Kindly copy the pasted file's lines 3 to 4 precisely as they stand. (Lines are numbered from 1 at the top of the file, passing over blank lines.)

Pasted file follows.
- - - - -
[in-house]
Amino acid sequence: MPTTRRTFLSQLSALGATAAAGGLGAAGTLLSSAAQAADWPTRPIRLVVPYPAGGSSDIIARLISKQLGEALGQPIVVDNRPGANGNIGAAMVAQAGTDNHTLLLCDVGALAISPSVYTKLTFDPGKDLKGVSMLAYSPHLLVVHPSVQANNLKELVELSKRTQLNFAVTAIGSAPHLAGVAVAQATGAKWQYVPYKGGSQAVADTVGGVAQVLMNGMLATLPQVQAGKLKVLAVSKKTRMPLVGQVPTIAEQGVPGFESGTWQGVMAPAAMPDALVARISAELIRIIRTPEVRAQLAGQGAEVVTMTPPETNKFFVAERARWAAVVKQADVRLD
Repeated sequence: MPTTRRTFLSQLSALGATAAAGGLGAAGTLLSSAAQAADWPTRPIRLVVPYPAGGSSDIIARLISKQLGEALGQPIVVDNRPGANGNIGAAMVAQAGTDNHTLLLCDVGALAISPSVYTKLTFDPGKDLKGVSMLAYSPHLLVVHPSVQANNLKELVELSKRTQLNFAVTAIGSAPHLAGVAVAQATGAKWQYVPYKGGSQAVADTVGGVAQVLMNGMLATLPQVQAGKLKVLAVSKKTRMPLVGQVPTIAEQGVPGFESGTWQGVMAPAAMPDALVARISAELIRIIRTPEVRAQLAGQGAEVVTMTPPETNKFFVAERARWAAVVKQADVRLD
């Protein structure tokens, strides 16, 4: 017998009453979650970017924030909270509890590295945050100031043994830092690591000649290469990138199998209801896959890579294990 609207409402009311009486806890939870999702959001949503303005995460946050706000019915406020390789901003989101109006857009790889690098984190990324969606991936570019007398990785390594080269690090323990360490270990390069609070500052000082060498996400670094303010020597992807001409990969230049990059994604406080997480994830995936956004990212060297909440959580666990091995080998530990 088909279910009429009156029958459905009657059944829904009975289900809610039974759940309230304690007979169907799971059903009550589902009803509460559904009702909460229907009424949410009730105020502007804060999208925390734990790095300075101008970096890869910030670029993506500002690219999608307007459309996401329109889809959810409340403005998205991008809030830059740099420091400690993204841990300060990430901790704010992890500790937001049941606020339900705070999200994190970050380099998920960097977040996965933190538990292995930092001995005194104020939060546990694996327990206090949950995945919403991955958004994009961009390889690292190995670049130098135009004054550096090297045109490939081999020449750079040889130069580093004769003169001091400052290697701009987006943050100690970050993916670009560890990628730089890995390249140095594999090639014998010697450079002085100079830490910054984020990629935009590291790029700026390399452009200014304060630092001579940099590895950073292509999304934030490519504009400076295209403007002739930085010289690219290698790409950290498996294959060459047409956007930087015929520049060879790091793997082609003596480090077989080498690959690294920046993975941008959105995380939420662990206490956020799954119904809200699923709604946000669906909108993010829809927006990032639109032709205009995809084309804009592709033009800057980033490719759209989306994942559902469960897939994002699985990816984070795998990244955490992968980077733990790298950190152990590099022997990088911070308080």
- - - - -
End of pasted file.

Repeated sequence: MPTTRRTFLSQLSALGATAAAGGLGAAGTLLSSAAQAADWPTRPIRLVVPYPAGGSSDIIARLISKQLGEALGQPIVVDNRPGANGNIGAAMVAQAGTDNHTLLLCDVGALAISPSVYTKLTFDPGKDLKGVSMLAYSPHLLVVHPSVQANNLKELVELSKRTQLNFAVTAIGSAPHLAGVAVAQATGAKWQYVPYKGGSQAVADTVGGVAQVLMNGMLATLPQVQAGKLKVLAVSKKTRMPLVGQVPTIAEQGVPGFESGTWQGVMAPAAMPDALVARISAELIRIIRTPEVRAQLAGQGAEVVTMTPPETNKFFVAERARWAAVVKQADVRLD
């Protein structure tokens, strides 16, 4: 017998009453979650970017924030909270509890590295945050100031043994830092690591000649290469990138199998209801896959890579294990 609207409402009311009486806890939870999702959001949503303005995460946050706000019915406020390789901003989101109006857009790889690098984190990324969606991936570019007398990785390594080269690090323990360490270990390069609070500052000082060498996400670094303010020597992807001409990969230049990059994604406080997480994830995936956004990212060297909440959580666990091995080998530990 088909279910009429009156029958459905009657059944829904009975289900809610039974759940309230304690007979169907799971059903009550589902009803509460559904009702909460229907009424949410009730105020502007804060999208925390734990790095300075101008970096890869910030670029993506500002690219999608307007459309996401329109889809959810409340403005998205991008809030830059740099420091400690993204841990300060990430901790704010992890500790937001049941606020339900705070999200994190970050380099998920960097977040996965933190538990292995930092001995005194104020939060546990694996327990206090949950995945919403991955958004994009961009390889690292190995670049130098135009004054550096090297045109490939081999020449750079040889130069580093004769003169001091400052290697701009987006943050100690970050993916670009560890990628730089890995390249140095594999090639014998010697450079002085100079830490910054984020990629935009590291790029700026390399452009200014304060630092001579940099590895950073292509999304934030490519504009400076295209403007002739930085010289690219290698790409950290498996294959060459047409956007930087015929520049060879790091793997082609003596480090077989080498690959690294920046993975941008959105995380939420662990206490956020799954119904809200699923709604946000669906909108993010829809927006990032639109032709205009995809084309804009592709033009800057980033490719759209989306994942559902469960897939994002699985990816984070795998990244955490992968980077733990790298950190152990590099022997990088911070308080």